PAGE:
Why Customer Service Representatives Might Be Deliberately Making Your Experience Worse
Former reps reveal what they say happened at the other end of the phone.
— -- More and more disgruntled customers are posting personal horror stories online about their interactions with customer service representatives at call enters.
But former service representatives Mark Pavlic and Jacob Curtis recently told ABC News’ “20/20” that the stress of the job and even the customers themselves are sometimes responsible for those negative experiences.
“You almost never have anything good happen to you at work,” Pavlic, a former cable company agent, told “20/20.” “And I think that that makes the job stressful.”
“You're just entry-level position,” Curtis, who worked for a home security company, said. “You just do what you're told.”
“The reality is that our negative customer service experiences are far more memorable than our positive ones and we typically embellish those negative events to anyone that will listen thereby affecting the original source business well beyond that single frustrated customer,” Bill Crutcher, the president of the National Customer Service Association, said in a statement to ABC News.
He added: “Our Chapter organizations, journal contributors, class attendees and general membership assure us that there are many organizations whose true culture is one of excellent customer service--internally and externally. Small and large employers alike are role-modeling and empowering a staff focus on service excellence through routine and training and consistent messaging; encouraging employees to do what it takes to provide a positive customer experience every time.”
Pavlic and Curtis revealed what they say really went on at the other end of the phone line and why representatives may actually be deliberately antagonizing their customers.
1. There’s a lot of pressure on customer service representatives.
Pavlic and Curtis say the reason customer service representatives have such bad experiences is that it’s one of the worst jobs in the world. They say it’s no surprise that some overworked and lowly paid representatives lash out at their own customers.
“It's not an easy job, because you're trying to appease the company that you work for and then you're trying to appease the angry customer who disagrees with the policies,” Pavlic said.
They say a manager is also often hovering over your shoulder, timing and monitoring calls.
“And then having to do this a hundred times a day; it's very emotionally draining,” Curtis told “20/20.” “And it's call after call after call. You get maybe 30 seconds, if you're lucky, in between calls.”
2. They have little to no power to fix issues.
Representatives’ hands are often tied when it comes to fixing the problem in the first place, according to Pavlic and Curtis.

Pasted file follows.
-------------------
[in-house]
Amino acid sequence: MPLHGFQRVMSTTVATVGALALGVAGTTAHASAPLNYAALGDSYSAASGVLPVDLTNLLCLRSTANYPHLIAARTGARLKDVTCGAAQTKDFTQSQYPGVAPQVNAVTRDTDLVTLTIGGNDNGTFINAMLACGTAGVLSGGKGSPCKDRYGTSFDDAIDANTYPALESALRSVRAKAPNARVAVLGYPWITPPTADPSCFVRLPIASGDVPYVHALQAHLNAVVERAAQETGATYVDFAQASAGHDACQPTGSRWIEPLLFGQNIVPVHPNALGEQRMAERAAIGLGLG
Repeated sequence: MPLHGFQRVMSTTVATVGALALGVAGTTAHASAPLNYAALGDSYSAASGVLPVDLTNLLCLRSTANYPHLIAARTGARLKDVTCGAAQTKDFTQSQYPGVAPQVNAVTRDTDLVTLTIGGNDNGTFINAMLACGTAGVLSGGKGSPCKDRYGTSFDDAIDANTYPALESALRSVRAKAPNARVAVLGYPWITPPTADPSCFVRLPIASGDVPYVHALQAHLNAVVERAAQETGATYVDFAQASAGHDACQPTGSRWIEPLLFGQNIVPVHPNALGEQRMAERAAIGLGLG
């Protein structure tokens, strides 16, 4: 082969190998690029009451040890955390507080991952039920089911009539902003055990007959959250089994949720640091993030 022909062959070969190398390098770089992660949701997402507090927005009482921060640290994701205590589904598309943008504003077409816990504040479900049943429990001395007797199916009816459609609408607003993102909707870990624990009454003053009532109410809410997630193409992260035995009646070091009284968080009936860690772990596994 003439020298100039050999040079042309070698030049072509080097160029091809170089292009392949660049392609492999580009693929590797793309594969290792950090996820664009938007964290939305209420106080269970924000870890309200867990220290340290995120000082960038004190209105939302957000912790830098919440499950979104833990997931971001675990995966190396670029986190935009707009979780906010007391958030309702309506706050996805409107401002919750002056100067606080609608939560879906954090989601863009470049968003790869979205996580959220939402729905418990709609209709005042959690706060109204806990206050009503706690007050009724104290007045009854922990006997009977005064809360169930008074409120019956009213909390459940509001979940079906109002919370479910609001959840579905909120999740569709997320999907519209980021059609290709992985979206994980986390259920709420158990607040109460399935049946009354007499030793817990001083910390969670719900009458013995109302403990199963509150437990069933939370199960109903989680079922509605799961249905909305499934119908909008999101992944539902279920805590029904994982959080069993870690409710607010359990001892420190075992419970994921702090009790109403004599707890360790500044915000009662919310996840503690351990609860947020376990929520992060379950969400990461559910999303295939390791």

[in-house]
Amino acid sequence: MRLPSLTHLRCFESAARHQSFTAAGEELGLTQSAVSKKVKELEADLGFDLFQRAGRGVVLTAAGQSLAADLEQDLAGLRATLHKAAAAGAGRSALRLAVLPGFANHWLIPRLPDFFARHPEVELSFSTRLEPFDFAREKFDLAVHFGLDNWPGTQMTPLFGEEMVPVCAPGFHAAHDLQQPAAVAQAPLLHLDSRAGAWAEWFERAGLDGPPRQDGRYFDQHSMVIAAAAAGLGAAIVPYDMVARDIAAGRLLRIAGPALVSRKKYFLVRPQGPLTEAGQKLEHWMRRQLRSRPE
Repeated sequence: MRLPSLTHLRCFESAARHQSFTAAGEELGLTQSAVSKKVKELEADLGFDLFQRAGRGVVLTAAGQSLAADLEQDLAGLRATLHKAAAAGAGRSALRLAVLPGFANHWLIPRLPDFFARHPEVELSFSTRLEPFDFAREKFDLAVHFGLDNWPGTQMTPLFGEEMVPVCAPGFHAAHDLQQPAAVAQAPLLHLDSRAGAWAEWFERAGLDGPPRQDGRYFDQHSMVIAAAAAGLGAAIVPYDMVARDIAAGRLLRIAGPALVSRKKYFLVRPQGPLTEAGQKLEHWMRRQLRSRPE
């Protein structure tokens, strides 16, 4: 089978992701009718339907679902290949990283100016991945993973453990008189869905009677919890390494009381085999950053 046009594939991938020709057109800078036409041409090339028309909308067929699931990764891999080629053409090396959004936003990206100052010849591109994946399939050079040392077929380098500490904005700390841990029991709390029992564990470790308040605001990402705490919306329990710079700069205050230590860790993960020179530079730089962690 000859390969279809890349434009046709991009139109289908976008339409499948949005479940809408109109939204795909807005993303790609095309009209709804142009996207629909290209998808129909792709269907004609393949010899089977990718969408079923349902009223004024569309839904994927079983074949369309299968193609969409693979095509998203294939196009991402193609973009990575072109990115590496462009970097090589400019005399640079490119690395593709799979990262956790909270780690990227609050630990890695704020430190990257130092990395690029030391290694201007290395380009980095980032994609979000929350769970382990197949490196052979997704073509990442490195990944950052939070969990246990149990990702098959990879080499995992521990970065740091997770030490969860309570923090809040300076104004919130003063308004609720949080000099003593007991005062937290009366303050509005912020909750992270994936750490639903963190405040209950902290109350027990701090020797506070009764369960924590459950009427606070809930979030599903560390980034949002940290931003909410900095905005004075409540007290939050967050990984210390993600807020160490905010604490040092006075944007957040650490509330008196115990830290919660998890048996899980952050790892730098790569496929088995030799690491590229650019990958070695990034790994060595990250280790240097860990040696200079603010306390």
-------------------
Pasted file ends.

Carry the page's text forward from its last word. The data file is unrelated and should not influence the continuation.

“I mean, the policies are very set in stone, and you can't really override them,” Curtis said. “What's also difficult is that it's not really your fault, and the customer takes it out on you.”
3. Representatives might transfer difficult customers on purpose.
According to these former customer service representatives, unruly customers are dealt with by being transferred from department to department.
“You just transfer them to another department, not your problem anymore,” Curtis said. “Because there's no repercussions for you as the customer service rep. It's all of a sudden with one click of a button, ‘Hey, I'm going to transfer you.’ All your problems are resolved. It's so nice to do.”
“I can say that it has happened, even by people sitting next to me,” Pavlic said. “They've transferred people back into the queue.”
4. Good luck getting an actual supervisor on the phone.
“The company does not want you to get to the supervisor, because it takes up the supervisor's resources and time,” Curtis said.
Pavlic says customers who want to talk to a supervisor might actually be talking to someone pretending to be a supervisor.
“It's essentially -- they have a different job title than us, but they have no real power over a normal customer service representative,” Pavlic said.
“I had the same thing at my company. You were told, ‘You are a supervisor,’” Curtis said. “So you can tell the customer you're a supervisor. Even though they don’t, they're not supervising anyone.”
5. Agents are mostly playing the “sell game” instead of helping you with problems.
In their experiences, Pavlic and Curtis say there was a focus on sales over customer service.
“You definitely spend the majority of your time trying to push something on them that they don't want pushed on them,” Curtis said, “trying to sell them something.”